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Humans have so far failed to keep up with the scale and sophistication of cyber attacks — so security companies are now starting to put their faith in artificial intelligence to protect networks from hackers.
From Apple to Twitter, tech companies are snapping up artificial intelligence start-ups and using the technology to do everything from predicting customer behaviour to interacting with users via virtual personal assistants.
But the security industry in particular has become excited about the
potential of so-called machine learning, where computers learn without being explicitly programmed. For security companies, the growth of more sophisticated artificial intelligence promises the opportunity to catch up with hackers, who experts say have the upper hand.
For example, as the industry struggles to find qualified engineers, many companies are turning to artificial intelligence to supplement their workforces.
Tomer Weingarten, chief executive at security software provider SentinelOne, says cyber security is one of artificial intelligence’s most promising applications. “It can look at all the behaviours and interactions that happen on a given machine, the malware [cyber attack software], what happens when someone is attacking you, to learn what ‘badness’ looks like, how an attacker behaves and what they will do once they try to compromise the device,” he says.
Artificial intelligence can perform the role of many lower-level employees and it may increasingly need to do so. Last year in the US 209,000 cyber security jobs remained unfilled, and this could rise to 1m-2m globally by 2019, says a report by Intel Security and the Center for Strategic and International Studies.
The ideal is artificially intelligent computers that can stop themselves from being attacked, such as by hunting for programming weaknesses and fixing them. The first steps towards this goal were taken earlier this year at the annual hacker conference Def Con in Las Vegas, when Darpa, the US Defense Advanced Research Projects Agency, known for supporting self-driving cars and GPS, ran a contest to invent such a machine, with teams building computers to compete against each other.
Seven teams from universities and private companies took part in the Cyber Grand Challenge, which was won by ForAllSecure, a team from Pittsburgh, and its computer Mayhem.
Darpa put up a $2m prize in the hope that the competition would change the future of cyber security and encourage others to explore the possibilities of using artificial intelligence to defend computer networks.
Artificial intelligence cannot yet operate completely independently of humans: even in the Darpa challenge, the computers were not good enough to beat humans. But Mr Weingarten says artificial intelligence can supplement his “heavy-duty security researchers”, adding to their understanding of how hackers behave by highlighting what is happening deep inside a machine.
“Some things happen at a kernel level [the nucleus of a machine] during execution [of an attack] that a human wouldn’t be able to [notice],” he says.
For example, artificial intelligence might be able to spot when ransomware — malicious software that codes files and demands a payment to unlock them — begins to encrypt documents. It may even be able to stop an attack in its tracks.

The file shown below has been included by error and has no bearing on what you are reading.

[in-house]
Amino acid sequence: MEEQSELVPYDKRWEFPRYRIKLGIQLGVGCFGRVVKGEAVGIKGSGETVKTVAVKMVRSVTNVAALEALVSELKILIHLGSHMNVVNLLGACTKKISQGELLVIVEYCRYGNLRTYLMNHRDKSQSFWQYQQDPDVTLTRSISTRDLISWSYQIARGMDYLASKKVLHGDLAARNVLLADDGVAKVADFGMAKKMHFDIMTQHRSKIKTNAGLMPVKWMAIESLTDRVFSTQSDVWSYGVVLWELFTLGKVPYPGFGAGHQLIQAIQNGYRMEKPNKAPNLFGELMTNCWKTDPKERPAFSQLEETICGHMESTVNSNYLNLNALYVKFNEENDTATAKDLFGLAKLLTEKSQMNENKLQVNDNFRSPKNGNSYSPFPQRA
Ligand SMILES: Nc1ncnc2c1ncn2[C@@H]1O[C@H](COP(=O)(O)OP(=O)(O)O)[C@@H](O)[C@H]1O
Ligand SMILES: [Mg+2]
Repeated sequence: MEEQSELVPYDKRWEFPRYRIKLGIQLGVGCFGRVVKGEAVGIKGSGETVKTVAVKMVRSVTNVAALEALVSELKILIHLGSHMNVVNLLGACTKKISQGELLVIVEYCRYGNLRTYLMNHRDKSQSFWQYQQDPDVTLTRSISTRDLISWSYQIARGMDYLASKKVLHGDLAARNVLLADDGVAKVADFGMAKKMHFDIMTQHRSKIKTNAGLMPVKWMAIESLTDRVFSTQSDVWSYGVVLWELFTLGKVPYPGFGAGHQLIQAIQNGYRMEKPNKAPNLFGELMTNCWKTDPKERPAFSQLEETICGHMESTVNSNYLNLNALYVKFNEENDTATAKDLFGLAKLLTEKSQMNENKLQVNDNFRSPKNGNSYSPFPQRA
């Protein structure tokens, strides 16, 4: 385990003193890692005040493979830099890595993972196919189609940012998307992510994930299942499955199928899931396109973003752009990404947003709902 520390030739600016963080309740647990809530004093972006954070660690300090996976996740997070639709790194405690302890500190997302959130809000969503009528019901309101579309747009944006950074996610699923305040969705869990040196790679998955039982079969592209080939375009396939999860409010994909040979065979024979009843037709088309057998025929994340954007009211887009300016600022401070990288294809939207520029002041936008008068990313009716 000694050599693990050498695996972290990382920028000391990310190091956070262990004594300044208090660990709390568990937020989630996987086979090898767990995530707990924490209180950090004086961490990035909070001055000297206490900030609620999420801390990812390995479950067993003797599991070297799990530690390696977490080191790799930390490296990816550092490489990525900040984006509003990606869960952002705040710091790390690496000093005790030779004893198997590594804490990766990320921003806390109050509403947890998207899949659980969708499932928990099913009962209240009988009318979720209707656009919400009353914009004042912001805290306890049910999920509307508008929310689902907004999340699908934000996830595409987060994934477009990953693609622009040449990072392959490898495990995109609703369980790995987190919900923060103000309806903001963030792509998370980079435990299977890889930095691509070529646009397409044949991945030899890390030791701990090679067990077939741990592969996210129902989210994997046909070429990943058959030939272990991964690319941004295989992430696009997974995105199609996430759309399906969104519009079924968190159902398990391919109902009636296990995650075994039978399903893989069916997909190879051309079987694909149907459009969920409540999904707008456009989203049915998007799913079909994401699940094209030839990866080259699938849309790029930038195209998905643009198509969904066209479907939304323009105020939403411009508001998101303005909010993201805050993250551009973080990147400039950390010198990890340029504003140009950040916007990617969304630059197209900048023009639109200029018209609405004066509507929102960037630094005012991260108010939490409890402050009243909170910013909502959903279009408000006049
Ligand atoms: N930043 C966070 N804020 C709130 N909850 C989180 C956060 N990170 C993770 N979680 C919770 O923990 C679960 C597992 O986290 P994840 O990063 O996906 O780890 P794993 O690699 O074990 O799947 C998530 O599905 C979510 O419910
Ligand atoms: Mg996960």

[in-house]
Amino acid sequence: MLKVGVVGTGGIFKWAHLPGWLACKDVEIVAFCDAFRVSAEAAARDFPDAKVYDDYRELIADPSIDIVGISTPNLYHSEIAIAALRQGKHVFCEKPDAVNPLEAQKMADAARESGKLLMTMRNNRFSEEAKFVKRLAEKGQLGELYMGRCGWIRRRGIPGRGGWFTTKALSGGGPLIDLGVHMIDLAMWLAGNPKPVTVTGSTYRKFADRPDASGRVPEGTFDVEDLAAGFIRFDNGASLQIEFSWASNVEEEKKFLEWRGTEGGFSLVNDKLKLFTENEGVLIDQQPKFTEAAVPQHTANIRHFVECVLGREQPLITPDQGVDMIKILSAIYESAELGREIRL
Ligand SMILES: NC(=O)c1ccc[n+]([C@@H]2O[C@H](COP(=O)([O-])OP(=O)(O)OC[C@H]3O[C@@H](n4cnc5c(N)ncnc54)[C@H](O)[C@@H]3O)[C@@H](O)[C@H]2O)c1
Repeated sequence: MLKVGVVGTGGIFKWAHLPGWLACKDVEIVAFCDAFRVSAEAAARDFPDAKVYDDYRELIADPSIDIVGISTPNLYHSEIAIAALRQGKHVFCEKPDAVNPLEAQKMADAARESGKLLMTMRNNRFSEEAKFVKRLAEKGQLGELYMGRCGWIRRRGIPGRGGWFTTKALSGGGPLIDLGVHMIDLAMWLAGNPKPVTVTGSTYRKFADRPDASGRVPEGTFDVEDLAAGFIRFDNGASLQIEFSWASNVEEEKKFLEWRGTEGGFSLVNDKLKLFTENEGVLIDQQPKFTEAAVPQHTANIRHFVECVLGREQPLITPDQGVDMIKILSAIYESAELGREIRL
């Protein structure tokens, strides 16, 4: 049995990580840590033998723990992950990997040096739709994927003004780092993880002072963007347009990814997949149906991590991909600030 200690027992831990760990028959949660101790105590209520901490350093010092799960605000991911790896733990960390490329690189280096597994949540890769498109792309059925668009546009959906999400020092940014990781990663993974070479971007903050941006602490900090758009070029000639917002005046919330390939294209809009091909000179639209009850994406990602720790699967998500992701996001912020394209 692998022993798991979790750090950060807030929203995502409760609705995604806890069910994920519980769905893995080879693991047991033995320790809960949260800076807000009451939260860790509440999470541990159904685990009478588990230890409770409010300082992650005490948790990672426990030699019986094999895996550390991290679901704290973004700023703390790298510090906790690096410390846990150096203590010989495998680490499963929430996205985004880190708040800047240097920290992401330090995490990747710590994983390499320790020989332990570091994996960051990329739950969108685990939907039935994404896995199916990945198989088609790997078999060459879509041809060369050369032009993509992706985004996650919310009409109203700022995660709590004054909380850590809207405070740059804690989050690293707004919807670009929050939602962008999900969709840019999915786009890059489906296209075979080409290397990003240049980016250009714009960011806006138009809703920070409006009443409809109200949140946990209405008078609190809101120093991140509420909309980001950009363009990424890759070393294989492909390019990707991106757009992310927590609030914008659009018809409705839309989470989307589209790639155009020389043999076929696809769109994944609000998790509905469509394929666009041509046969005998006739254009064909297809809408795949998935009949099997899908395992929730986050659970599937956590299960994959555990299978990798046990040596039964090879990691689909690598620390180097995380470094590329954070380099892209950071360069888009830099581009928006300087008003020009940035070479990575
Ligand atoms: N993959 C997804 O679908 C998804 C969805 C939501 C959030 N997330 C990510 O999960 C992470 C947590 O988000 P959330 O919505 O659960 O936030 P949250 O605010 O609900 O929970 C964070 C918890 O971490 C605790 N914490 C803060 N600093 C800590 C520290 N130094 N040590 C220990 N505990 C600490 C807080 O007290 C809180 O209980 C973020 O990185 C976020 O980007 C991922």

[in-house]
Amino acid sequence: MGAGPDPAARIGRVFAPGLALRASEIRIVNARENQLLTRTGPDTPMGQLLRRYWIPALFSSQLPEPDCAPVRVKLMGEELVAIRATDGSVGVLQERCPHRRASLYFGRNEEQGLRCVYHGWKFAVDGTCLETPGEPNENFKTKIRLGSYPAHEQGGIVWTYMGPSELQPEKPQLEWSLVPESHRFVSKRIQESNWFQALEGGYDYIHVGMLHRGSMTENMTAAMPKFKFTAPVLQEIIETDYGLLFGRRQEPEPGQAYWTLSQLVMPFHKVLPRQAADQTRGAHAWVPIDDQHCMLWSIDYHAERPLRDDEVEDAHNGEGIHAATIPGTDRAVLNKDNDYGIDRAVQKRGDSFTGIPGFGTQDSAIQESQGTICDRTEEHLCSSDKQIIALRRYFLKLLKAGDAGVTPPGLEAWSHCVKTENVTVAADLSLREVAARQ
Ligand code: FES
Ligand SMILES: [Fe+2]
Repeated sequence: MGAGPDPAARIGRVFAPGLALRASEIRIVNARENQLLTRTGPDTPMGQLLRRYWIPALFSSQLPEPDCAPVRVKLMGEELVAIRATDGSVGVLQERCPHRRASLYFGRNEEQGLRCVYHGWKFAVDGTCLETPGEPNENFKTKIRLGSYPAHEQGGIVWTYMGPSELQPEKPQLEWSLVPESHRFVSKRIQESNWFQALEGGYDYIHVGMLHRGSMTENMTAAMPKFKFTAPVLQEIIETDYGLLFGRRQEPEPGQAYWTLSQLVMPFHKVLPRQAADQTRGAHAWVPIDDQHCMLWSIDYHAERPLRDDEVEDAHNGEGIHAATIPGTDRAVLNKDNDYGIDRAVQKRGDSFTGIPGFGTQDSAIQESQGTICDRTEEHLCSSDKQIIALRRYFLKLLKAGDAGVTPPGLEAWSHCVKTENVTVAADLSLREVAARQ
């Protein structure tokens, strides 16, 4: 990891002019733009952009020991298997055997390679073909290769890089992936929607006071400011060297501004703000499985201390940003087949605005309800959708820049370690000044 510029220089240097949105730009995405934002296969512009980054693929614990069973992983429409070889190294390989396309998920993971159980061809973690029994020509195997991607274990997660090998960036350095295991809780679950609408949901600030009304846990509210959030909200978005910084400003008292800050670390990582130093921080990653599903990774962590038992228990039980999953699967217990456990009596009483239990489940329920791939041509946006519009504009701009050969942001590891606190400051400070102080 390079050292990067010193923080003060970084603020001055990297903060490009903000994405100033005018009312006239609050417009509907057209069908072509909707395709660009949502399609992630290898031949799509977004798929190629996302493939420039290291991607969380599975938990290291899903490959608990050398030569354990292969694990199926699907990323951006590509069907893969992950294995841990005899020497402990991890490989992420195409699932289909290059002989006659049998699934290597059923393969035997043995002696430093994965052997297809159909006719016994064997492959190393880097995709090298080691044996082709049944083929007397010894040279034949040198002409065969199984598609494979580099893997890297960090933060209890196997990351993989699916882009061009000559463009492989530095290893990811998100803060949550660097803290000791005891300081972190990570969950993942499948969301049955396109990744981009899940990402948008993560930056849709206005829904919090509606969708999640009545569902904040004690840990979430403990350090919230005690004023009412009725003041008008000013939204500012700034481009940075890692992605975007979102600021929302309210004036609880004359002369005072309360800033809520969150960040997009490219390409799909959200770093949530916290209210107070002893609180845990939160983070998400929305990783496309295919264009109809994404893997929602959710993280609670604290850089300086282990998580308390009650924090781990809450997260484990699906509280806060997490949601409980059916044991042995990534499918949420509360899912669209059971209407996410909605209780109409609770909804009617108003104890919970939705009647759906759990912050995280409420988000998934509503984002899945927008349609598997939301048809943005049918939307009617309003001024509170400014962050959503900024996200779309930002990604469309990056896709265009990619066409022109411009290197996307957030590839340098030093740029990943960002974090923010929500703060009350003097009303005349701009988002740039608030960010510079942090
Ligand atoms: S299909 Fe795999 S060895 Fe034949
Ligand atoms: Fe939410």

Lawrence Pingree, a security specialist at Gartner, the research company, says artificial intelligence is at its most effective when it can reduce the number of “false positives” — events flagged as attacks that turn out not to be — that professionals have to sift through.
“Generally, [artificial intelligence] can identify malware really accurately but it can’t explain why it is there or who is behind the attack. The end goal is it could describe the malware in the context of all the interactions on the network today,” he says.
Some artificial intelligence-based security software is good at building visualisations of a network to help people explore potential weak points and problems more clearly, Mr Pingree adds.
Shuman Ghosemajumder, chief technology officer for Shape Security, has been working with artificial intelligence since he led Google’s efforts to protect the search engine from click fraud — repeatedly clicking on an advertisement to make it seem more popular than it is.
It was essential then to analyse the billions of clicks that happen every day.
At Shape, he uses artificial intelligence to protect web pages and mobile apps against automated cyber attacks from botnets — computers co-ordinated to launch a cyber attack without their owners’ knowledge. “We’re looking at hundreds of different signals to analyse the ways that real human activity should look in every single transaction.”
But criminal gangs have followed the development of artificial intelligence with interest. Many are using similar tools to imitate human behaviour, simulating how someone might log on to a website rather than using crude “stuffing credentials” techniques — the mass use of stolen customer details at one time to gain access to accounts.
Mr Ghosemajumder says: “[Hackers] are generating fake mouse movements, keystrokes, technologies that vary typing speeds to get around tools for detecting [too many of the] same typing speeds, and making it look like they’re coming from different browsers.”
Despite the industry’s high hopes, Mr Pingree warns that some companies use terms such as “artificial intelligence” and “deep learning” just for marketing. “The biggest trap some providers fall into is they say they have machine learning when they really don’t,” he says.
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